Alison Victoria returns to ‘Rock the Block’ — with her sights set on painting brick
The “Windy City Rehab Host” sees one of her signature design elements fall by the wayside. Here’s a recap of the premiere of season two.
“Rock the Block” season two debuted Monday, and out of the four women who appeared in season one, only one has returned: “Windy City Rehab” host Alison Victoria.
Surprised to see Victoria on another HGTV show? The Chicago-based designer is facing multiple lawsuits from disgruntled homeowners and a split with her former business partner, builder Donovan Eckhardt. But that doesn’t seem to be bothering the network because executives ordered another nine episodes of Victoria’s show, so let’s move on.
This season of “Rock the Block,” hosted by Ty Pennington, pits four teams of two HGTV series hosts to design four identically built homes on the same block. The designers have six weeks to add the most value to their homes on a $225,000 budget. The winners receive the chance to name the block, presumably after themselves, and brag about it until next season.
Fellow HGTV stars Tarek El Moussa (“Flip or Flop”) and his fiancee and real estate agent Heather Rae Young will judge the designs and name the winning team.
Victoria’s paired with Mike Holmes, star of “Holmes On Holmes.” The Ontario-based general contractor, known for his “Make It Right” attitude, believes in building solid, sustainable homes, and he’s dedicated “to improving building standards and sustainable construction,” according to his website. (He was also a judge on the previous season and gave Victoria the challenge win for best kitchen and dining room.)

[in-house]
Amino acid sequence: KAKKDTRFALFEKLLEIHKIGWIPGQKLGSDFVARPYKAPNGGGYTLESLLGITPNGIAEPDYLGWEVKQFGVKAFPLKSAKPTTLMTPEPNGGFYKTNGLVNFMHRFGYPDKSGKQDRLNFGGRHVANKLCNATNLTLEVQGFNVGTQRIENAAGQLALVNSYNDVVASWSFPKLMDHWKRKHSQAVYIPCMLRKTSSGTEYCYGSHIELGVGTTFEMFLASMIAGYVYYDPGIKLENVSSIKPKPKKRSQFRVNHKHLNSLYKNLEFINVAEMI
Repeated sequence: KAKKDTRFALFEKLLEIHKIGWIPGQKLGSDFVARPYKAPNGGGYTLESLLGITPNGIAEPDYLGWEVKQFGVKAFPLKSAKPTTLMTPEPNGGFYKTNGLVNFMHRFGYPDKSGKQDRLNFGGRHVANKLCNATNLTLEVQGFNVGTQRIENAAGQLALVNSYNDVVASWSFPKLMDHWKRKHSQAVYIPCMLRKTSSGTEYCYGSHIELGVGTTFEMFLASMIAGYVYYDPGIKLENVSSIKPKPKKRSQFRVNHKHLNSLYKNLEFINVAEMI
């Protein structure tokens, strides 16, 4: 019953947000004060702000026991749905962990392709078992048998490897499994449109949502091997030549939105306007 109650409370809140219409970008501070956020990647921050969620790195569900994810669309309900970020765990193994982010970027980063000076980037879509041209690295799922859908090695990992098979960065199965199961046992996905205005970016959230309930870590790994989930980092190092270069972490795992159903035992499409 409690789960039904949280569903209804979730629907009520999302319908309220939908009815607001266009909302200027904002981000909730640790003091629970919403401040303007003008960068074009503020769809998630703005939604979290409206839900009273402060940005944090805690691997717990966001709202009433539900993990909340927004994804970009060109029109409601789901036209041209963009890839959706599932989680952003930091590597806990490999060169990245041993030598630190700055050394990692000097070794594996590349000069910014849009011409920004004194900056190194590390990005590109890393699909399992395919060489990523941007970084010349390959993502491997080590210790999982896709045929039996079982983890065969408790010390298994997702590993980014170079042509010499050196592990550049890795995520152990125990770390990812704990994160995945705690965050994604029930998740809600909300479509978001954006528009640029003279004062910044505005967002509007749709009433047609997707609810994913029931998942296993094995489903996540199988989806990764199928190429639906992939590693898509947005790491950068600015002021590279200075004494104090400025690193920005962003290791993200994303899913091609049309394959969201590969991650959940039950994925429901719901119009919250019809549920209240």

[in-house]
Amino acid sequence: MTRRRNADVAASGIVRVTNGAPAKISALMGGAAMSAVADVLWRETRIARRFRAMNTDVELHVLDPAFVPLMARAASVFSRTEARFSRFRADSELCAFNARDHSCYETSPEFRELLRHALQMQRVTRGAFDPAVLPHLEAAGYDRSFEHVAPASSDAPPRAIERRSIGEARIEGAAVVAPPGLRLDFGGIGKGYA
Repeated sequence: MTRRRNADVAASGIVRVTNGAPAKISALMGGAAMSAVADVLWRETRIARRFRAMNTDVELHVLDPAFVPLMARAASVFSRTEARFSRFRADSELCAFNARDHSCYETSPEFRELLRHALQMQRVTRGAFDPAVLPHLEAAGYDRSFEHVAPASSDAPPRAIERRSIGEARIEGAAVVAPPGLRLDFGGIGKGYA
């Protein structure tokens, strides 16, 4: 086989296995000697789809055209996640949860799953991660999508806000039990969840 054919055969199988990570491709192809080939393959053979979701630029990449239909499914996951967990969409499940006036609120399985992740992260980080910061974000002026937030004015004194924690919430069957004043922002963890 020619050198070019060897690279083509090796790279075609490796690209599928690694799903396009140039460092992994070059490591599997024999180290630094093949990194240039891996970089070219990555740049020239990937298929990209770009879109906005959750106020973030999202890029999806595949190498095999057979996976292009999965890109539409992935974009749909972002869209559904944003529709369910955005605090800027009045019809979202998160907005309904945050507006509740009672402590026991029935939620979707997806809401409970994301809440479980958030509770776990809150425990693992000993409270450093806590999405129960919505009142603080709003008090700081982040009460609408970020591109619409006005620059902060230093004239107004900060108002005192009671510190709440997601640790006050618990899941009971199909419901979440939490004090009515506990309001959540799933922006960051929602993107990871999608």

Other teams include: Nate Berkus and Jeremiah Brent of “Nate and Jeremiah: Save My House;” David Bromstad of “My Lottery Dream Home” and Tiffany Brooks from the upcoming show “50K Three Ways;” and Brian and Mika Kleinschmidt of “100 Day Dream Home.”
The episode kicks off with designer introductions, and right away, Bromstad and Brooks identify Victoria and Holmes as their biggest competition.
“She knows how to win it,” Brooks explains. “She knows what won last time.”
Victoria swears she never thought she would “do this to myself again,” but she says she’s back and better — and best of all, she knows what not to do.
The first challenge gets the designers cooking — they need to design the kitchen and dining rooms of their respective homes. They also have to begin planning the outside of the home, though this will be judged on a later episode.
In the previous season, Victoria won this challenge. Can she do it again?
Right away, Victoria and Holmes agree the existing kitchen feels too closed, with a half wall separating the kitchen from the dining room and the rest of the room opening up to the family room.
The duo decides to remove the half wall, add a brick wall and arch over the stove, widen the island and add custom cabinets and a built-in fridge. The total cost is about $48,000.
“I like where you’re going,” Holmes tells Victoria. “I feel really good about this.”